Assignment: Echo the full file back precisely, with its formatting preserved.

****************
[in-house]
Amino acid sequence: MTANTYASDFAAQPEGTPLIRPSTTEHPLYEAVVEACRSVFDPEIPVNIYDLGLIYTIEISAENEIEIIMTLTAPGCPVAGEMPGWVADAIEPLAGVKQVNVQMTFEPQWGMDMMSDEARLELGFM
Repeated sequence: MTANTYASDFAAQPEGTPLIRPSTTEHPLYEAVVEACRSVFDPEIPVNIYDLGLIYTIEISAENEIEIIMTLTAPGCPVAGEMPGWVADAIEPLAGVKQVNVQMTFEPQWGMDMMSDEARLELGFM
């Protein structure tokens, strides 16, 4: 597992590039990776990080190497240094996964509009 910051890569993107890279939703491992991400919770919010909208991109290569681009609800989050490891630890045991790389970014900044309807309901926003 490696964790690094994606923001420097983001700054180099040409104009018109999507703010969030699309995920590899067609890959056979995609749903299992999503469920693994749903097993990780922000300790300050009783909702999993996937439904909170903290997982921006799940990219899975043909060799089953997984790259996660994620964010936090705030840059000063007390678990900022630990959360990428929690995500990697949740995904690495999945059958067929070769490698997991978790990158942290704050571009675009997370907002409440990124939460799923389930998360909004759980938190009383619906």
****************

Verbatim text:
[in-house]
Amino acid sequence: MTANTYASDFAAQPEGTPLIRPSTTEHPLYEAVVEACRSVFDPEIPVNIYDLGLIYTIEISAENEIEIIMTLTAPGCPVAGEMPGWVADAIEPLAGVKQVNVQMTFEPQWGMDMMSDEARLELGFM
Repeated sequence: MTANTYASDFAAQPEGTPLIRPSTTEHPLYEAVVEACRSVFDPEIPVNIYDLGLIYTIEISAENEIEIIMTLTAPGCPVAGEMPGWVADAIEPLAGVKQVNVQMTFEPQWGMDMMSDEARLELGFM
């Protein structure tokens, strides 16, 4: 597992590039990776990080190497240094996964509009 910051890569993107890279939703491992991400919770919010909208991109290569681009609800989050490891630890045991790389970014900044309807309901926003 490696964790690094994606923001420097983001700054180099040409104009018109999507703010969030699309995920590899067609890959056979995609749903299992999503469920693994749903097993990780922000300790300050009783909702999993996937439904909170903290997982921006799940990219899975043909060799089953997984790259996660994620964010936090705030840059000063007390678990900022630990959360990428929690995500990697949740995904690495999945059958067929070769490698997991978790990158942290704050571009675009997370907002409440990124939460799923389930998360909004759980938190009383619906």